Holly's review here.
The first entry in this much-hyped multimedia series was written by Rick Riordan, but fans of the Percy Jackson series may not recognize it. This isn't Riordan's fault: he has a lot to accomplish in this book and not many pages (220) in which to do it, so little things like character development sort of fall by the wayside in favor of a DaVinci Code-like frenzied plotting along with some necessary backstory. All this might sound like I have a negative review, but I really kind of liked it, and I'm regretting that I didn't pick up a few of those trading card packs :)
Amy and Dan's grandmother, Grace, has died and assembled her heirs (an eyebrow-raising group of hundreds, from Korean to Russian to an American reality TV star) to offer them a choice: one million dollars or a single clue. The clue will lead them to other clues, which will lead them to the source of the family's power (most notable historical figures are Cahills, whether or not they know it). Several groups accept this challenge, including Amy and Dan, who convince their babysitter (their parents are dead, of course) to accompany them on their globe-trotting adventure. They are at a disadvantage as the poor Cahills: the Holts are athletic; Irina, an ex-KGB agent, has poison injectors hidden by long fingernails; the Kabras are worldly; Jonah is loved by millions who watch his show; Uncle Alistair is wily; the Starlings are...rich, I think. There are a lot of secondary characters and they never get beyond a single dimension. Amy and Dan were Grace's favorites, so the other teams think Grace must have given them inside information, so they're in danger almost from the beginning. They figure out the clue and head out to find more while avoiding the other relatives. There's a lot of information about Benjamin Franklin, which was interesting and fun. There were some puzzles (look for the page number one!) that were entertaining. It reminded me distantly of Where in the World is Carmen Sandiego?, which i loved as a kid. This is much slicker and shinier (and not on a slow, monochrome computer screen), but the same spirit of adventure and clue-assembling pervades the book/website.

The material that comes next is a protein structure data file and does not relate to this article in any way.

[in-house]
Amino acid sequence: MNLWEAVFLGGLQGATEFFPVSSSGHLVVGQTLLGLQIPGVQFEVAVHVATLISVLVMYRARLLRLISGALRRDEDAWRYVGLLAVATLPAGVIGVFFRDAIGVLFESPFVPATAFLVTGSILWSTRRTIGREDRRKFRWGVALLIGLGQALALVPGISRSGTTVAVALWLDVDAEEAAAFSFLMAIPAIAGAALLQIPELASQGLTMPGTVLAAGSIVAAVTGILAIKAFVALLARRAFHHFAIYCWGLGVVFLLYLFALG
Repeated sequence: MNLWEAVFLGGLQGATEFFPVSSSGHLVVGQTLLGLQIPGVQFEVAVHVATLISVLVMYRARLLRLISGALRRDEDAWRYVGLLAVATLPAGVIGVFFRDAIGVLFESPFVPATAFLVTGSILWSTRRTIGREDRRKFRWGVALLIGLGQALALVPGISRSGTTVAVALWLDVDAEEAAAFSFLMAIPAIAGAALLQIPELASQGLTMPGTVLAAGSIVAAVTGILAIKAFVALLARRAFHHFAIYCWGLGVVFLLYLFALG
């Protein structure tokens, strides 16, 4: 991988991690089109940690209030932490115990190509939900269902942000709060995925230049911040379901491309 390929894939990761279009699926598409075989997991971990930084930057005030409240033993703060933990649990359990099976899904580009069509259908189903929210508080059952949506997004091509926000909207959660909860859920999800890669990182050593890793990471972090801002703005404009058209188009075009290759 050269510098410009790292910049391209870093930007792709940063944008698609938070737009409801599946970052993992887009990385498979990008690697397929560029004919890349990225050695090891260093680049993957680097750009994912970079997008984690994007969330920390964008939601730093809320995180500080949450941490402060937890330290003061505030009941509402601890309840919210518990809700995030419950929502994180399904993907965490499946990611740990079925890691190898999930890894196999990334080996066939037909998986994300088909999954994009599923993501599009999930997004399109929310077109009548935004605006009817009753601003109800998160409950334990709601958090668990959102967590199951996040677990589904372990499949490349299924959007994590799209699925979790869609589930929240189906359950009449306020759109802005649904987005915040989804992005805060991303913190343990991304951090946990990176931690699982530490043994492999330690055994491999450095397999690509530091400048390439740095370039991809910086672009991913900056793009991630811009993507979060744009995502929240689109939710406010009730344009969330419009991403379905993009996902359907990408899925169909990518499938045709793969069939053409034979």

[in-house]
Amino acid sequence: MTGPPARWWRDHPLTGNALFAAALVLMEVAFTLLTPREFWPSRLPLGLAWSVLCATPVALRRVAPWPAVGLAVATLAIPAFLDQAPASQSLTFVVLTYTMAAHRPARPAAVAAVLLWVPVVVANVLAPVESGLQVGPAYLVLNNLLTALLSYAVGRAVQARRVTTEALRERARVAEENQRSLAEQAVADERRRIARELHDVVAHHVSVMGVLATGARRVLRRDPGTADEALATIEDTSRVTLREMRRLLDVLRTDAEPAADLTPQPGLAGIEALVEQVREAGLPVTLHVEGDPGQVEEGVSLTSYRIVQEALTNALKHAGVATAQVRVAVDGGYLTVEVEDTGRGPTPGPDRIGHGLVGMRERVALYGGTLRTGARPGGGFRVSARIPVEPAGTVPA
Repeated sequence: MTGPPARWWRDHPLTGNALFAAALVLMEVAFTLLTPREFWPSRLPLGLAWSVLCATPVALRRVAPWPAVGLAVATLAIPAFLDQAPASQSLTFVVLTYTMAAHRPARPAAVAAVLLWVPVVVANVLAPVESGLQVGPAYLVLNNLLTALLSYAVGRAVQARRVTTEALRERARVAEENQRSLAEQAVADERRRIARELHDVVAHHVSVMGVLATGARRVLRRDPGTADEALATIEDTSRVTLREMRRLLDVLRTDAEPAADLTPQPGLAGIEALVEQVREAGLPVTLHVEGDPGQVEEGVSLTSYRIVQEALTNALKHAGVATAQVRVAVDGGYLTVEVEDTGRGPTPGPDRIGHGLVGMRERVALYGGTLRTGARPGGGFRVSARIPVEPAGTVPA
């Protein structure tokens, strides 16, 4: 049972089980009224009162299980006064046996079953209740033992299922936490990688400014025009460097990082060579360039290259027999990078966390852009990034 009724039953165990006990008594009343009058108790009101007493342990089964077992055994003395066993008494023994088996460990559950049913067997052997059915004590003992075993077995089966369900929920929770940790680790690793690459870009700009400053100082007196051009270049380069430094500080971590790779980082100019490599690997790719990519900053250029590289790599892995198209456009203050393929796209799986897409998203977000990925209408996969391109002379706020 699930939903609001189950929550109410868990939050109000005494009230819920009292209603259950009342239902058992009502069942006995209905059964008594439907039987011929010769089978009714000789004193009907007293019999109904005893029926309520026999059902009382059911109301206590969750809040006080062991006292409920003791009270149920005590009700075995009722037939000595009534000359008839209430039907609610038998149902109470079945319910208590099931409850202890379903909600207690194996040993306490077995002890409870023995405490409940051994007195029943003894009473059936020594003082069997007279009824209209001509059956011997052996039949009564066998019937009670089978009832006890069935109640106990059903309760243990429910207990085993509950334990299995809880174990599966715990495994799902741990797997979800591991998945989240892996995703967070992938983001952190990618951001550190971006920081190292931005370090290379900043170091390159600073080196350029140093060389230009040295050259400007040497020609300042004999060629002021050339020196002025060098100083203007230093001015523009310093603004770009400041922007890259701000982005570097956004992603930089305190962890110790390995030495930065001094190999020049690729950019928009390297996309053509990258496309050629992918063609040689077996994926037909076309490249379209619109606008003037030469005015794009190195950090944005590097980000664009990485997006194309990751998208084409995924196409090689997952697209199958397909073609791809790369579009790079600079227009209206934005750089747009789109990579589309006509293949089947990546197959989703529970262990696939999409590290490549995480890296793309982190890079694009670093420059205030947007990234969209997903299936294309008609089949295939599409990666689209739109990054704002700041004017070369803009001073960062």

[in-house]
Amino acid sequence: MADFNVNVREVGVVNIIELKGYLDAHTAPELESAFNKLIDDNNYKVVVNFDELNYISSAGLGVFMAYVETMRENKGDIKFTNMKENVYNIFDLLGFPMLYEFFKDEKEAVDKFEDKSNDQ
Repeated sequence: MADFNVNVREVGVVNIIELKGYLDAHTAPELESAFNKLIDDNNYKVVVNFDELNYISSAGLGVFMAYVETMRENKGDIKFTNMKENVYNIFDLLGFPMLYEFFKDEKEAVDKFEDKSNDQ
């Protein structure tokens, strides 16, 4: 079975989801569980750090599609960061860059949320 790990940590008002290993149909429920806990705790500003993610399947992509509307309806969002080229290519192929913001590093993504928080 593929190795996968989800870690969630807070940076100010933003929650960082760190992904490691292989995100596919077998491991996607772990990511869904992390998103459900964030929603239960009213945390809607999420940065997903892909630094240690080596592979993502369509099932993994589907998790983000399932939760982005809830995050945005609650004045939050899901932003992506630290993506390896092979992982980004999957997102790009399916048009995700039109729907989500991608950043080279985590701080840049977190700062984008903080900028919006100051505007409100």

The book comes with six of the collector's cards, and you can buy more. The cards have a code on them so you can create an account and enter them into the web game. Kids ages 6-14 are eligible to win prizes. The website assures parents that there is no communication between players, so it's a safe internet zone for children. While a forum to build teams and share information would be in the spirit of the book (several teams form brief coalitions against their enemies), it's best that they didn't structure it this way. I didn't spend much time on the website, but it seems like a lot of fun. All your cards are displayed, and some have puzzles you can solve for further clues. I would have really gotten into this as a child, and it could be a great spur for reluctant readers to crack open a book. I'll definitely read the second book, which comes out in December.